Sunday, 16 May 2010

The Hurt Locker - Review


Watching this on BluRay is a disarming experience.  The hand held high def cameras and documentary style in many scenes give a palpable sense of being there.  You feel a part of the movie, surely not a coincidence, the screen play was written by a journalist embedded with an EOD unit (US Bomb Squad) in Iraq.

The film follows a three man team who's job is to disarm explosives left by insurgents.  Sergeant William James (Jeremy Renner) is the reckless leader, hooked on the adrenaline of his job and fresh from a spell in Afghanistan.  It's a superb performance, Catherine Bigelow giving the character room to breathe and develop so that despite his foolhardy style, his team consider killing him at one point because of how dangerous he is, we get to see true personality in brief moments.  One scene in particular will stay with me for a long time.  James alone in his room, in bed, the huge protective suit helmet on, unable to let go of what he is.

It's a film about many things.  War, yes, but not so much the horror of it as the sheer senselessness of Iraq and what we're doing there.  It's about the three man team, how they interact and deal with going out every day, knowing that it could be their last.  Mostly though it's about fear.  James' controls his by taking a piece of every bomb back with him from each job.  He doesn't show it at all on the job, brash, yet determined to defuse each explosive with humour and a deft understanding of how a bomb works.

Sergeant Sanborne (Anthony Mackie) goes on a journey emotionally but there's always a desperate sense of the man's need to survive and have control of every situation.  You never get to a point where he and James understand each other but there's respect between them and a mutual desire to live.  Sanborne's fear is there in his struggle to come to terms with James style, you can see it feeding his primal survival instinct.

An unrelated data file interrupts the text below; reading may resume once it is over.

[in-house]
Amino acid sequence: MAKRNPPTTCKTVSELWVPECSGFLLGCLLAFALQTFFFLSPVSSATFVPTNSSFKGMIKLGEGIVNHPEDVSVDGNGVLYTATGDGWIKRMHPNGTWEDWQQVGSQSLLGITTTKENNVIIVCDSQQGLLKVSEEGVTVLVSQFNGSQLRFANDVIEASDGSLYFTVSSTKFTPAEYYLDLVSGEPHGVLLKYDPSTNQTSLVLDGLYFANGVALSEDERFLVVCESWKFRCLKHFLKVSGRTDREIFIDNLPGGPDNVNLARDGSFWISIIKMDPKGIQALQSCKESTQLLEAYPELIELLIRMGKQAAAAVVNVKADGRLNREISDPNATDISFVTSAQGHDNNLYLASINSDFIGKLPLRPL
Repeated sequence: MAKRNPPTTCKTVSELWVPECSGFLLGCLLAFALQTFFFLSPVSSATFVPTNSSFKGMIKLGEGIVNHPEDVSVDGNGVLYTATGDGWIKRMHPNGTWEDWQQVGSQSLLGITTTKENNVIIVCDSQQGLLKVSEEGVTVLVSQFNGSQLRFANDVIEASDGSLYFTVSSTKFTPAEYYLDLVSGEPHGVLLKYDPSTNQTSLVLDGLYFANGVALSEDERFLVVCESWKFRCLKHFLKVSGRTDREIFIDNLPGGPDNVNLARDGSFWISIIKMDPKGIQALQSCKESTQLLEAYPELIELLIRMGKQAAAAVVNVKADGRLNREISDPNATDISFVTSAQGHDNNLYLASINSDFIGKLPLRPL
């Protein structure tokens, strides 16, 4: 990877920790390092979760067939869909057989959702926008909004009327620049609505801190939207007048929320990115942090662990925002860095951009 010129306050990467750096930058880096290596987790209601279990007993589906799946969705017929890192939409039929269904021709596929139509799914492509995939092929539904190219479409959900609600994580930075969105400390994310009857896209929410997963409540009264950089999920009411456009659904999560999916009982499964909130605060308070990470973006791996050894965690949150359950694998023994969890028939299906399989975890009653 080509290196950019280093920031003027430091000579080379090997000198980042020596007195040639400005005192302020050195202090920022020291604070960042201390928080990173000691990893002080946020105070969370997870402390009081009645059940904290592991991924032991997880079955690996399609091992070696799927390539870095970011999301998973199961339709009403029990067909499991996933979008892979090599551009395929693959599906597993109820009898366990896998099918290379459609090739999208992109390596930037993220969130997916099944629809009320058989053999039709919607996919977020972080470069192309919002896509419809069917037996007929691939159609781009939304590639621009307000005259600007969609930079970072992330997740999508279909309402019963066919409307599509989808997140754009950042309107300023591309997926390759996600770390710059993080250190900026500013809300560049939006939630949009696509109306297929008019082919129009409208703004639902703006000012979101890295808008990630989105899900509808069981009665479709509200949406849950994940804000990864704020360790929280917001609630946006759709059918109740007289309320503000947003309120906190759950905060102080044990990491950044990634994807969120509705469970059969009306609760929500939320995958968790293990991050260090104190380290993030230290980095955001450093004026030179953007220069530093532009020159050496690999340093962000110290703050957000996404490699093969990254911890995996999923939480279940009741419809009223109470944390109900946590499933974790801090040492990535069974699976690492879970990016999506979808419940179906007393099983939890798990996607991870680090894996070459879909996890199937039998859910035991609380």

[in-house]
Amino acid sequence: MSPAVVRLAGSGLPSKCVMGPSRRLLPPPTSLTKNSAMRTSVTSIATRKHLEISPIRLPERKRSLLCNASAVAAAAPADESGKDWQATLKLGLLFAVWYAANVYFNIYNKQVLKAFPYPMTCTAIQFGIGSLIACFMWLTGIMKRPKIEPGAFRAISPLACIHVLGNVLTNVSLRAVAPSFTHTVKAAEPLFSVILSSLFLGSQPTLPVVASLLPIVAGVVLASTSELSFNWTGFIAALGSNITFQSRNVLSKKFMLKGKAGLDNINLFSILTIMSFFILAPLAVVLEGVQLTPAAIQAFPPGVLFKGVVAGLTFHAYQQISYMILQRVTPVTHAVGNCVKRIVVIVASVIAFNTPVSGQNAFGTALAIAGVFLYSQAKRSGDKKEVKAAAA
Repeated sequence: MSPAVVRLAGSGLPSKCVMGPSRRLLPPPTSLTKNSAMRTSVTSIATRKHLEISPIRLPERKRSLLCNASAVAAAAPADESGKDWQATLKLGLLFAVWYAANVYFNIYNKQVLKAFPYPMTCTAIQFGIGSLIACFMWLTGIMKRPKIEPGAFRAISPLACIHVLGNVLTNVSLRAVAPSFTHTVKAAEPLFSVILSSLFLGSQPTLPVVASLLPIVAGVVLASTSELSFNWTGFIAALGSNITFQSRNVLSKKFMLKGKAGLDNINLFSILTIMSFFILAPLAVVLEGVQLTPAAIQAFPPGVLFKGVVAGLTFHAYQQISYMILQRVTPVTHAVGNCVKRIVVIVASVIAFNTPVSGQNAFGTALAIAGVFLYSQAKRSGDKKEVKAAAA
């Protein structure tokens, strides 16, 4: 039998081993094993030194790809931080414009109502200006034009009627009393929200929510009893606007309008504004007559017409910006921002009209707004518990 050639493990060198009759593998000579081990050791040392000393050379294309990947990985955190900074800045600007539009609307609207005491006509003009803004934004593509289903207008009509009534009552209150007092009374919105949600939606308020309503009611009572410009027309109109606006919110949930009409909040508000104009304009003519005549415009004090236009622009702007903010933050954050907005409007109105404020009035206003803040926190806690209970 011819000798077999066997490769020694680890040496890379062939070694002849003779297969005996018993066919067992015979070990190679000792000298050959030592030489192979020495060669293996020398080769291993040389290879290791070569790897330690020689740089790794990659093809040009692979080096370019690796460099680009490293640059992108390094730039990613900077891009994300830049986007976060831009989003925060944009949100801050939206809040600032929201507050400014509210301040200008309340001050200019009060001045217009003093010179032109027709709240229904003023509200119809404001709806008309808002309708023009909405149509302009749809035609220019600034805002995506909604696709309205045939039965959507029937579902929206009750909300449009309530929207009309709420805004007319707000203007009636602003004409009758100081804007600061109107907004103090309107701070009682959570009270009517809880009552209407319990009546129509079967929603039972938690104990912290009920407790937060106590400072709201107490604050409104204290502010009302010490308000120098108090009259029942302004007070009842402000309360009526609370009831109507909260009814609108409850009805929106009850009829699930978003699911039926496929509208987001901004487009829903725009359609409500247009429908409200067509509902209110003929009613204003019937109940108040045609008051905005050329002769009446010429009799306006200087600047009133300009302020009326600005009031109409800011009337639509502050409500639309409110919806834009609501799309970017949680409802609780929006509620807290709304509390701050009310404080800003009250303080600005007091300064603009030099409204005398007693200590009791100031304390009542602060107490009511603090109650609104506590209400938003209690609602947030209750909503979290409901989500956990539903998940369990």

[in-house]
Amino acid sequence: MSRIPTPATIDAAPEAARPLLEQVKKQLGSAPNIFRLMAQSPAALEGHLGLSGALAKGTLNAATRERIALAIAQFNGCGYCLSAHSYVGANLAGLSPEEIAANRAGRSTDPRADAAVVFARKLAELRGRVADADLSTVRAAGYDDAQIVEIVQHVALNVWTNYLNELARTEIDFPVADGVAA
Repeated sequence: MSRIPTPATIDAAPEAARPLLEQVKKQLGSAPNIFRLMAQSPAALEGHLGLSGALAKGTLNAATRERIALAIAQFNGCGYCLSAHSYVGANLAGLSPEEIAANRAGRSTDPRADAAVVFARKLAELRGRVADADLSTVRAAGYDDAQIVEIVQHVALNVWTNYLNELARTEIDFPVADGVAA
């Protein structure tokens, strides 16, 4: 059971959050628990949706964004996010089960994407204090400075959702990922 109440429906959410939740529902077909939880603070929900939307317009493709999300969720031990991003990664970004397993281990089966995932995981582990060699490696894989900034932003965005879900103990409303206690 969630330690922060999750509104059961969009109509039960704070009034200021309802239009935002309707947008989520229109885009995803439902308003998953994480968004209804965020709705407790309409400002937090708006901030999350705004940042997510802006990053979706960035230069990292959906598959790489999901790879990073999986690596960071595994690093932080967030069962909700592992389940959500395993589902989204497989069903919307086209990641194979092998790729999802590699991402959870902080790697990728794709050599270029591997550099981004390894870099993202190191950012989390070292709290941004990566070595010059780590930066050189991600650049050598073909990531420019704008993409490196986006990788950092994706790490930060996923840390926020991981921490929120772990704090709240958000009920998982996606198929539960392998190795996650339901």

Specialist Eldridge (Brain Geraghty) is the youngest member of the team.  Scarred by the opening chapter of the movie and living on his nerves throughout.  It's he who displays his fear and guilt and it's him the audience relate too initially before warming to James.

What director Catherine Bigelow does so well here is never give you any peace.  Even in the scenes when the American's are back at base there's a sense of danger, of attack from any direction.  It creates an atmosphere that's comparable to Alien in that you're never allowed to relax.  The soldiers are living on their nerves, distrusting everyone, from a man filming a bomb disposal to a bunch of kids watching them from above.  The one bonding scene between the three leads even comes with it's own tension and darkness such is the volatile nature of their tenuous friendships.  Because of this the movie feels alive, violence and death are omnipresent throughout but this is no glorification, more like a sense check.  This is how it is in Iraq, the movie screams at you, and it's fucking shit.

All the performances are superb, that and the gritty feel of the movie make the whole thing hang together in a truly believable fashion.  By the end of the movie you understand James and the opening quotation, it all feels so very real.

Sergeant James is addicted to the buzz of his job.  Completely.  The closing scenes bring that out in shocking bleakness and honesty.

Truly a movie to make you think.  Which is the last thing you'd probably be expecting.